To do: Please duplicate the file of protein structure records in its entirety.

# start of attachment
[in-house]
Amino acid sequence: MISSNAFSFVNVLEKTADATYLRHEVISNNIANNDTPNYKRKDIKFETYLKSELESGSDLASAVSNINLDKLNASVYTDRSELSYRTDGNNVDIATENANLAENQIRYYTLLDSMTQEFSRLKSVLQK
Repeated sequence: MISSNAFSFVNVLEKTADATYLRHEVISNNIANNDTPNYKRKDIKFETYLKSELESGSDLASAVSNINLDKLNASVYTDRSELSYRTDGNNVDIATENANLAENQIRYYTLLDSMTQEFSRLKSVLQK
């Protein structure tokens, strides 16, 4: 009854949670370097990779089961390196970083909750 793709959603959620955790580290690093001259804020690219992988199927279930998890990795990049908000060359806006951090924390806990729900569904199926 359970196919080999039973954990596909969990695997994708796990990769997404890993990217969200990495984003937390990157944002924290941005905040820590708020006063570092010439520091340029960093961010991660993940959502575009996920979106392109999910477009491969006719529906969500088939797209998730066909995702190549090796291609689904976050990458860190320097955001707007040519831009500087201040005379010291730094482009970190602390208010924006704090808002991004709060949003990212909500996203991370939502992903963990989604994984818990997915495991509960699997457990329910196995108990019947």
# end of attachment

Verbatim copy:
[in-house]
Amino acid sequence: MISSNAFSFVNVLEKTADATYLRHEVISNNIANNDTPNYKRKDIKFETYLKSELESGSDLASAVSNINLDKLNASVYTDRSELSYRTDGNNVDIATENANLAENQIRYYTLLDSMTQEFSRLKSVLQK
Repeated sequence: MISSNAFSFVNVLEKTADATYLRHEVISNNIANNDTPNYKRKDIKFETYLKSELESGSDLASAVSNINLDKLNASVYTDRSELSYRTDGNNVDIATENANLAENQIRYYTLLDSMTQEFSRLKSVLQK
């Protein structure tokens, strides 16, 4: 009854949670370097990779089961390196970083909750 793709959603959620955790580290690093001259804020690219992988199927279930998890990795990049908000060359806006951090924390806990729900569904199926 359970196919080999039973954990596909969990695997994708796990990769997404890993990217969200990495984003937390990157944002924290941005905040820590708020006063570092010439520091340029960093961010991660993940959502575009996920979106392109999910477009491969006719529906969500088939797209998730066909995702190549090796291609689904976050990458860190320097955001707007040519831009500087201040005379010291730094482009970190602390208010924006704090808002991004709060949003990212909500996203991370939502992903963990989604994984818990997915495991509960699997457990329910196995108990019947």